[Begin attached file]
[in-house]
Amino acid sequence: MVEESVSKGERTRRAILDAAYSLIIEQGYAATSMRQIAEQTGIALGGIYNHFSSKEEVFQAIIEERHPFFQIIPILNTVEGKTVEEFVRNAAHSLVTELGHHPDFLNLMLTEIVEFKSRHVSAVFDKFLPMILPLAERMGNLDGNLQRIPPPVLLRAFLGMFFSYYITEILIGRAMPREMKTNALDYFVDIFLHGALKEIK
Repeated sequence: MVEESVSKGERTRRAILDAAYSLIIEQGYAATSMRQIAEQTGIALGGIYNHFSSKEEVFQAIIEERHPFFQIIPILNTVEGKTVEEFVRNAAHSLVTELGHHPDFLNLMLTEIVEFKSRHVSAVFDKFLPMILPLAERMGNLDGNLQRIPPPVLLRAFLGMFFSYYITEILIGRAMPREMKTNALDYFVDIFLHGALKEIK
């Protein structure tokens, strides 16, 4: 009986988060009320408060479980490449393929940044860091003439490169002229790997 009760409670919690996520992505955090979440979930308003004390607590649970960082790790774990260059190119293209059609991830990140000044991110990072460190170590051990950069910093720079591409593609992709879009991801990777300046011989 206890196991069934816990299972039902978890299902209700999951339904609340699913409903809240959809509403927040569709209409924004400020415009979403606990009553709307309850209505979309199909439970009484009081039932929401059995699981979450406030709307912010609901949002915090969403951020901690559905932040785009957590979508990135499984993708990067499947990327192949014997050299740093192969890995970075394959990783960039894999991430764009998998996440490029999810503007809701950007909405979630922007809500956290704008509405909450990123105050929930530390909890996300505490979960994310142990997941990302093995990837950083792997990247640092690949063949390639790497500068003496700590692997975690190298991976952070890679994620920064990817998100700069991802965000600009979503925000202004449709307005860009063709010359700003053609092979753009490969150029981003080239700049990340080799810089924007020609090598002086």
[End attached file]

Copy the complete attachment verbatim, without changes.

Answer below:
[in-house]
Amino acid sequence: MVEESVSKGERTRRAILDAAYSLIIEQGYAATSMRQIAEQTGIALGGIYNHFSSKEEVFQAIIEERHPFFQIIPILNTVEGKTVEEFVRNAAHSLVTELGHHPDFLNLMLTEIVEFKSRHVSAVFDKFLPMILPLAERMGNLDGNLQRIPPPVLLRAFLGMFFSYYITEILIGRAMPREMKTNALDYFVDIFLHGALKEIK
Repeated sequence: MVEESVSKGERTRRAILDAAYSLIIEQGYAATSMRQIAEQTGIALGGIYNHFSSKEEVFQAIIEERHPFFQIIPILNTVEGKTVEEFVRNAAHSLVTELGHHPDFLNLMLTEIVEFKSRHVSAVFDKFLPMILPLAERMGNLDGNLQRIPPPVLLRAFLGMFFSYYITEILIGRAMPREMKTNALDYFVDIFLHGALKEIK
């Protein structure tokens, strides 16, 4: 009986988060009320408060479980490449393929940044860091003439490169002229790997 009760409670919690996520992505955090979440979930308003004390607590649970960082790790774990260059190119293209059609991830990140000044991110990072460190170590051990950069910093720079591409593609992709879009991801990777300046011989 206890196991069934816990299972039902978890299902209700999951339904609340699913409903809240959809509403927040569709209409924004400020415009979403606990009553709307309850209505979309199909439970009484009081039932929401059995699981979450406030709307912010609901949002915090969403951020901690559905932040785009957590979508990135499984993708990067499947990327192949014997050299740093192969890995970075394959990783960039894999991430764009998998996440490029999810503007809701950007909405979630922007809500956290704008509405909450990123105050929930530390909890996300505490979960994310142990997941990302093995990837950083792997990247640092690949063949390639790497500068003496700590692997975690190298991976952070890679994620920064990817998100700069991802965000600009979503925000202004449709307005860009063709010359700003053609092979753009490969150029981003080239700049990340080799810089924007020609090598002086």